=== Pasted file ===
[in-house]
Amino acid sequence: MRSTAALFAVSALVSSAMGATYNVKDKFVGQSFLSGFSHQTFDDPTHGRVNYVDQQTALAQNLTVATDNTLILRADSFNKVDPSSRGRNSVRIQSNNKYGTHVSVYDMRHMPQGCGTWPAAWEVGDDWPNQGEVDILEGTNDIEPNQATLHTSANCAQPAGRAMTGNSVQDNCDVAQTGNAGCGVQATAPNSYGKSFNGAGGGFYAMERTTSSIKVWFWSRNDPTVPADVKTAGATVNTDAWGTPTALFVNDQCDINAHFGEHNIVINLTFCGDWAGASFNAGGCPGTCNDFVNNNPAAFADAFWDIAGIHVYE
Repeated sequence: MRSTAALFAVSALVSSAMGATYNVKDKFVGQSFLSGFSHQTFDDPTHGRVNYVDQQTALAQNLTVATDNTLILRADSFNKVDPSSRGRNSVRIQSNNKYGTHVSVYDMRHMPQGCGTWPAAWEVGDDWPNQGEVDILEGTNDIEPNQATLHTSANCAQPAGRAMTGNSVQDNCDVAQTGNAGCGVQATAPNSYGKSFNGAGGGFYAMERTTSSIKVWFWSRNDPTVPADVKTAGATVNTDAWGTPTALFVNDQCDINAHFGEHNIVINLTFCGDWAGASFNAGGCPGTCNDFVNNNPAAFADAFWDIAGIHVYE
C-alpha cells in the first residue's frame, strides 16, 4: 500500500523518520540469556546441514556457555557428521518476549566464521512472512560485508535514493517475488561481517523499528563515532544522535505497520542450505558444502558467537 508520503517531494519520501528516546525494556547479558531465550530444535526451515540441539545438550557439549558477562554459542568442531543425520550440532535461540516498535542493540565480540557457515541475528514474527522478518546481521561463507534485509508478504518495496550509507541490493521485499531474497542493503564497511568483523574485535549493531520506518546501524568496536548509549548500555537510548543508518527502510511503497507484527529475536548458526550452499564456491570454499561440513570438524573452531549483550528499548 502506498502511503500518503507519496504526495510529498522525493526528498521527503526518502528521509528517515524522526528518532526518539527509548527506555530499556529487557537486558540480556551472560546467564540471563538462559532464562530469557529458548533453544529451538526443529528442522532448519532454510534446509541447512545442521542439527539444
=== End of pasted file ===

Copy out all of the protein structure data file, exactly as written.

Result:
[in-house]
Amino acid sequence: MRSTAALFAVSALVSSAMGATYNVKDKFVGQSFLSGFSHQTFDDPTHGRVNYVDQQTALAQNLTVATDNTLILRADSFNKVDPSSRGRNSVRIQSNNKYGTHVSVYDMRHMPQGCGTWPAAWEVGDDWPNQGEVDILEGTNDIEPNQATLHTSANCAQPAGRAMTGNSVQDNCDVAQTGNAGCGVQATAPNSYGKSFNGAGGGFYAMERTTSSIKVWFWSRNDPTVPADVKTAGATVNTDAWGTPTALFVNDQCDINAHFGEHNIVINLTFCGDWAGASFNAGGCPGTCNDFVNNNPAAFADAFWDIAGIHVYE
Repeated sequence: MRSTAALFAVSALVSSAMGATYNVKDKFVGQSFLSGFSHQTFDDPTHGRVNYVDQQTALAQNLTVATDNTLILRADSFNKVDPSSRGRNSVRIQSNNKYGTHVSVYDMRHMPQGCGTWPAAWEVGDDWPNQGEVDILEGTNDIEPNQATLHTSANCAQPAGRAMTGNSVQDNCDVAQTGNAGCGVQATAPNSYGKSFNGAGGGFYAMERTTSSIKVWFWSRNDPTVPADVKTAGATVNTDAWGTPTALFVNDQCDINAHFGEHNIVINLTFCGDWAGASFNAGGCPGTCNDFVNNNPAAFADAFWDIAGIHVYE
C-alpha cells in the first residue's frame, strides 16, 4: 500500500523518520540469556546441514556457555557428521518476549566464521512472512560485508535514493517475488561481517523499528563515532544522535505497520542450505558444502558467537 508520503517531494519520501528516546525494556547479558531465550530444535526451515540441539545438550557439549558477562554459542568442531543425520550440532535461540516498535542493540565480540557457515541475528514474527522478518546481521561463507534485509508478504518495496550509507541490493521485499531474497542493503564497511568483523574485535549493531520506518546501524568496536548509549548500555537510548543508518527502510511503497507484527529475536548458526550452499564456491570454499561440513570438524573452531549483550528499548 502506498502511503500518503507519496504526495510529498522525493526528498521527503526518502528521509528517515524522526528518532526518539527509548527506555530499556529487557537486558540480556551472560546467564540471563538462559532464562530469557529458548533453544529451538526443529528442522532448519532454510534446509541447512545442521542439527539444